Employee Ghosting: Why workers ignore employers

aspire-logo-180-FB

Making its way into the list of 2015’s best words, ‘ghosting’ is often used in reference to a romantic relationship and refers to being dumped through a sudden cut-off of all communication. No longer just a trend limited to the dating world, surprising research suggests that of the UK’s 31.2 million working professionals, over 2.8 million have ghosted their employer.

Why Workers Ghost Employers

The findings revealed that 8.9% of workers have ghosted their employer, citing the top reasons as:

  1. Being mistreated by management “My manager treated me with a disgusting attitude, so one day I just left.”
  1. Finding better job prospects with immediate start-dates “I had been offered a much more lucrative job whilst still employed; I didn’t like my current manager so I stopped turning up instead of handing in my notice.”
  1. Constantly facing unrealistic workloads “I couldn’t cope with the deadlines at work so I disappeared from the office and ignored their attempts to contact me.”
  1. Lack of flexibility in work schedules “My employer was not flexible on changing work days to compensate my university timetable so I was forced to make a choice and never turned up to work again.”

Employers ought to be extremely cautious moving forward; the job market is flourishing which means there are plenty of opportunities available for workers to jump ship if they want to. It’s clear that two-way communication is more important now than ever before, as many of the reasons behind a worker ghosting their employer are issues that could be resolved through support from management.

 

Why Candidates Ghost Recruiters

Perhaps the cause of ghosting at work is rooted in the recruitment process as this is where the trend appears to be most prolific: 14% of candidates have ghosted a recruiter; and over half (52.8%) of UK workers feel they have been ghosted by a prospective employer during the interview process. Luckily, candidates also revealed the top five reasons they’d ignore a recruiter’s calls:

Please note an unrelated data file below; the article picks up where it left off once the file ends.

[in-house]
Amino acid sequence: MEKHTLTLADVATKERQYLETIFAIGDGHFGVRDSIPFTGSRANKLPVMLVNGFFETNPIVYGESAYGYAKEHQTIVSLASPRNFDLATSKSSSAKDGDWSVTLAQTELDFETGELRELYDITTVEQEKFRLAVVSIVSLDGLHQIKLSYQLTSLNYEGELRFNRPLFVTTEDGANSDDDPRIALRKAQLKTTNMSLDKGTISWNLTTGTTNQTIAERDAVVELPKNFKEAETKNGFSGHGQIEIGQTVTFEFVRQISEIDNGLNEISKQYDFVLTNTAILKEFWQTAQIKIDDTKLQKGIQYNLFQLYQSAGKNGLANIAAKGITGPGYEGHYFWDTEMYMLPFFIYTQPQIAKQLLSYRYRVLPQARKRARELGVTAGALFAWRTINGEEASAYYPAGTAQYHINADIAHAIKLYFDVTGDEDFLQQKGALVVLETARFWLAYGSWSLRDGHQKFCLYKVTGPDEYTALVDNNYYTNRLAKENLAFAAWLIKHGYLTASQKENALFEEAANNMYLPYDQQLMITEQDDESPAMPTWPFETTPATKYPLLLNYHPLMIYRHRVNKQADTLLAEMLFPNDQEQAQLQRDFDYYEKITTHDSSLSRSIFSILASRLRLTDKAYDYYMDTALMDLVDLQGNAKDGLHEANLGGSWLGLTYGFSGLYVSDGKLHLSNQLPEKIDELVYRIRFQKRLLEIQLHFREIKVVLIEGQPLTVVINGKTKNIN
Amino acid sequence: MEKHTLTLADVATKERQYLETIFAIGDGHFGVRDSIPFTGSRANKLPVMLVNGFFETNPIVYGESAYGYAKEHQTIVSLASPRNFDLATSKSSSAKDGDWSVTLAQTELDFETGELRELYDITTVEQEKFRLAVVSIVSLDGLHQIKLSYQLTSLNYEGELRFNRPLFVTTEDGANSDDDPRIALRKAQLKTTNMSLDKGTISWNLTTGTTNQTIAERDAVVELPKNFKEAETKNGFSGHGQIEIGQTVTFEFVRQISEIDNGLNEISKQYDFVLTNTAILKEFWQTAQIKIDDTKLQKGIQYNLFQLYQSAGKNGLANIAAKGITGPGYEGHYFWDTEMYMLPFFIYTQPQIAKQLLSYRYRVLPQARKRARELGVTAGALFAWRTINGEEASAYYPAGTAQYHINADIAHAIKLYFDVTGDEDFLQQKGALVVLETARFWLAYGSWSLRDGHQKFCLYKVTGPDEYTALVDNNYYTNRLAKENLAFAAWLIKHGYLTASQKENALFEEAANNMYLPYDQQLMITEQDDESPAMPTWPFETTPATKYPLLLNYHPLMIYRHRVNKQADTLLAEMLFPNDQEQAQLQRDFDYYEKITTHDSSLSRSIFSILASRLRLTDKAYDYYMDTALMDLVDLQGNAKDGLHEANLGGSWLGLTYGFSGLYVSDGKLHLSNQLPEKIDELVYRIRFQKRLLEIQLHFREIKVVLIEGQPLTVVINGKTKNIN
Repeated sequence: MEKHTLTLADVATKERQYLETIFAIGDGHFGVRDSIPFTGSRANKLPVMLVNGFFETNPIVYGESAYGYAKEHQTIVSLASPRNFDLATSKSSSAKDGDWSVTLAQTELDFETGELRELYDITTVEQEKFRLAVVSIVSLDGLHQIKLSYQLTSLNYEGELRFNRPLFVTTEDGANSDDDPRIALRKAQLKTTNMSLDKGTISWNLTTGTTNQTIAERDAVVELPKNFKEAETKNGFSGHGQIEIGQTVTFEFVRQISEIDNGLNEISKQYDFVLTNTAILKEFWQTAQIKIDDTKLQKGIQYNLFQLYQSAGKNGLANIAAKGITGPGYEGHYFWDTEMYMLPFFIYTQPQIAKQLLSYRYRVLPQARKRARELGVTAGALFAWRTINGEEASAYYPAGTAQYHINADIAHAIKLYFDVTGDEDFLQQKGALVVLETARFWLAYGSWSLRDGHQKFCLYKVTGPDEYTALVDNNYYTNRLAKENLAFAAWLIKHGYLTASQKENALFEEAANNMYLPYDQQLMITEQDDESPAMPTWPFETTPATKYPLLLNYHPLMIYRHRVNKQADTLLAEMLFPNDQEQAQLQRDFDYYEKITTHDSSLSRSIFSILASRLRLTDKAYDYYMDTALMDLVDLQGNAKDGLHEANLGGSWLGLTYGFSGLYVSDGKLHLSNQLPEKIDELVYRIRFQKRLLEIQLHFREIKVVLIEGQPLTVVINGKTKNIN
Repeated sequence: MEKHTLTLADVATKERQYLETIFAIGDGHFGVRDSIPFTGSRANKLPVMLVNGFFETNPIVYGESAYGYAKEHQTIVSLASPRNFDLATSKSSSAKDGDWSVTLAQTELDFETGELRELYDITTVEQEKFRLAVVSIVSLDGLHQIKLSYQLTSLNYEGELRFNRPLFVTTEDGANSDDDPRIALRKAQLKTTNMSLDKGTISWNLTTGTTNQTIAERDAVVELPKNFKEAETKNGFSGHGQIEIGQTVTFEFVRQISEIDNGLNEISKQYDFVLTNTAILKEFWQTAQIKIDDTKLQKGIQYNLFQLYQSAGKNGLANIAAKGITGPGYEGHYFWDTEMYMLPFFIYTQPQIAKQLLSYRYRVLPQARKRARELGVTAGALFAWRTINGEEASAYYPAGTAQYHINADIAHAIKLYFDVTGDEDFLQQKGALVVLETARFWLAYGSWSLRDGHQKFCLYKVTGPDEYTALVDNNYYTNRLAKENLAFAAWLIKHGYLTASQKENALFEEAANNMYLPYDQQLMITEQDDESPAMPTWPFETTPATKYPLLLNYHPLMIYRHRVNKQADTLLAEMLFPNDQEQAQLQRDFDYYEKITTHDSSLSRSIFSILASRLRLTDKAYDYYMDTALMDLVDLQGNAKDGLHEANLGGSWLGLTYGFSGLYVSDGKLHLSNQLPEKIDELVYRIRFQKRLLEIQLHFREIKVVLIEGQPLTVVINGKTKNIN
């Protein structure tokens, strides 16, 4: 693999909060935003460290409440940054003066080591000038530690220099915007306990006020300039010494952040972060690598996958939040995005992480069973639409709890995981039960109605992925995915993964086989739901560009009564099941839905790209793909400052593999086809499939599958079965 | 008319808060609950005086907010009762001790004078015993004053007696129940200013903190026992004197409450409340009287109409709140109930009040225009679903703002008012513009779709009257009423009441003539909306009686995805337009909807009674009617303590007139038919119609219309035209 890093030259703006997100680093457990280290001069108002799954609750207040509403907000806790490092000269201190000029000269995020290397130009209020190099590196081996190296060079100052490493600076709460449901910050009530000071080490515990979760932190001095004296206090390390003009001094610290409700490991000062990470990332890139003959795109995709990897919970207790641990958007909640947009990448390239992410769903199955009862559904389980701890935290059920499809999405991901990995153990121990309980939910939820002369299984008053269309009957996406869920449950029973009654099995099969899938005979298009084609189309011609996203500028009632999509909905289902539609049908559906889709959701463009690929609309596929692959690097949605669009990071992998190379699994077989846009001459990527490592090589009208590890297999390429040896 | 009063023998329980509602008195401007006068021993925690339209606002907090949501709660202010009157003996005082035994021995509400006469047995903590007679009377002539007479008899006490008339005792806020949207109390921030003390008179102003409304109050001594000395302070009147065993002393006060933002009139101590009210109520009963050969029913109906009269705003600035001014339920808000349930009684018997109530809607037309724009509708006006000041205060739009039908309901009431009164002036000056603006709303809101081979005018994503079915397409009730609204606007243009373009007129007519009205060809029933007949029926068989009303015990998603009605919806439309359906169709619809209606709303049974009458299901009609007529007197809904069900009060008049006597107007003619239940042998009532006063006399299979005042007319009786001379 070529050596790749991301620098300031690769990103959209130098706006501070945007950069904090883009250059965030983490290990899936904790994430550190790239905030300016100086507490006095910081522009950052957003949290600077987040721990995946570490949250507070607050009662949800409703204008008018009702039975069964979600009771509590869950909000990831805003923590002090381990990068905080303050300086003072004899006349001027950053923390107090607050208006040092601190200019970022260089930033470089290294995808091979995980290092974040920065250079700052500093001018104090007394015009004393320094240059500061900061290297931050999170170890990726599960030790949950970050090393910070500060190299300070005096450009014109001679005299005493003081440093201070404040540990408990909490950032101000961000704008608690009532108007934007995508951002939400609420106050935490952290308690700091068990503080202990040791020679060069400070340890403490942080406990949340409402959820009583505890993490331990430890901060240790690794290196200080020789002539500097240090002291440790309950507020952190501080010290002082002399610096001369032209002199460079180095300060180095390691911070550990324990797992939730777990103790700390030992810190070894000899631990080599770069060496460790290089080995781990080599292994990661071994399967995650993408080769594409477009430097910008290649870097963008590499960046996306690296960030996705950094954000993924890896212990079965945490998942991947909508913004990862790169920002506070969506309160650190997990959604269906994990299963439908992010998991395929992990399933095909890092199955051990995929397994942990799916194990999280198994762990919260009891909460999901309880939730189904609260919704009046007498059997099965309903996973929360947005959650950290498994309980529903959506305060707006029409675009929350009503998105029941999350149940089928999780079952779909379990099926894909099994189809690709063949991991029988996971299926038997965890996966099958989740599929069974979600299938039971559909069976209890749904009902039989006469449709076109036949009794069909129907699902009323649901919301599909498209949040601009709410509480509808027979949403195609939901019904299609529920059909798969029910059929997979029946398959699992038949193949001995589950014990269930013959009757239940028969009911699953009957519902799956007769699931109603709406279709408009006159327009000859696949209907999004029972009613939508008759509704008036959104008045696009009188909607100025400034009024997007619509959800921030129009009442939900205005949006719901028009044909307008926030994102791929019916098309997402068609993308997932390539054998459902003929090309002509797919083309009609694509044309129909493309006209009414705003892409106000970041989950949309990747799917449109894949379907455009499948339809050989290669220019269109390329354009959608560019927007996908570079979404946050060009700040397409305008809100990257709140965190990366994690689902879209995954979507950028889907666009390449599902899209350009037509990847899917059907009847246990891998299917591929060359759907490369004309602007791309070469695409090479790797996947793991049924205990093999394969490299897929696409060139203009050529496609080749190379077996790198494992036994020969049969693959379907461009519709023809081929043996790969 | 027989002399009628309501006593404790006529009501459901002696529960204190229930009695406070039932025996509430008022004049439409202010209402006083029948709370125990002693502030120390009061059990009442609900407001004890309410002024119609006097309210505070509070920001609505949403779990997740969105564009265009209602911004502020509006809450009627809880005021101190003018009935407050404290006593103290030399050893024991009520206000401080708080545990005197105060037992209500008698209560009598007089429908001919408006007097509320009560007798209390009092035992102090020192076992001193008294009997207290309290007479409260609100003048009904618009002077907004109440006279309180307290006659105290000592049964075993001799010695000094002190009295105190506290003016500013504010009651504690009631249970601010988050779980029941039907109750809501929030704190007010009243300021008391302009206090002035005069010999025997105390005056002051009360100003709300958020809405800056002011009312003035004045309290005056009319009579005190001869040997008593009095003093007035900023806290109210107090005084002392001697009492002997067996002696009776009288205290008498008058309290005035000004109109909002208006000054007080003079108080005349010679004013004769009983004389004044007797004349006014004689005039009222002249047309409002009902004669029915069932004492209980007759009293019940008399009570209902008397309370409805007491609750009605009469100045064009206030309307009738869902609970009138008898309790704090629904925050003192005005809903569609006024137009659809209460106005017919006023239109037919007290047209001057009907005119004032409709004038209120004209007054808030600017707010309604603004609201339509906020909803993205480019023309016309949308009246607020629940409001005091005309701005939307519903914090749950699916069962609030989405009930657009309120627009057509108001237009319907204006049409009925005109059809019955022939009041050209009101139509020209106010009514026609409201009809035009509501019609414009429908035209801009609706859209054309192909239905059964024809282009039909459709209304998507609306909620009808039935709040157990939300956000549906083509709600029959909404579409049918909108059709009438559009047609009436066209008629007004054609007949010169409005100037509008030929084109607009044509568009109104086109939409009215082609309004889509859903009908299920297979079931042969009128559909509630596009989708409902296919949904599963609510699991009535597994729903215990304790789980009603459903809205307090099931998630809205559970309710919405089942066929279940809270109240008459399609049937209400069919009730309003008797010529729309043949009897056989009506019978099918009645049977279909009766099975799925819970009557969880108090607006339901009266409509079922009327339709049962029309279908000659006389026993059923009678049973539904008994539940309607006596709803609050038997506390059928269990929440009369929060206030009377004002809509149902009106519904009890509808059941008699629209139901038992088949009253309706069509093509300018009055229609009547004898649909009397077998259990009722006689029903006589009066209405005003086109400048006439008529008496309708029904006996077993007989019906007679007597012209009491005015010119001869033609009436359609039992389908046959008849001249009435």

1. Being sent irrelevant jobs – 24.8%
  2. Feel bullied into apply for roles they’re not interested in – 18.9%
  3. Sense the recruiter has a bad attitude – 15.7%
  4. Feel ignored by the recruiter – 12%
  5. Receive too many phone calls – 9%

While the recruitment process is tedious for all involved, neither party should resort to simply ignoring the other. Having a qualified candidate simply stop responding to your calls and messages can be frustrating, but the findings show that a little bit more care and consideration for the candidate’s needs would solve the issue.

It is surprising, however, to see so many recruiters are guilty of ghosting candidates and it’s critical that employers and agencies avoid this behaviour. If a candidate is constantly ignored by recruiters, a signal is being sent to workers that the behaviour is acceptable and they’ll begin to mirror it in the workplace.

View the full CV-Library Ghosting research here.

No comments yet.

Leave a Reply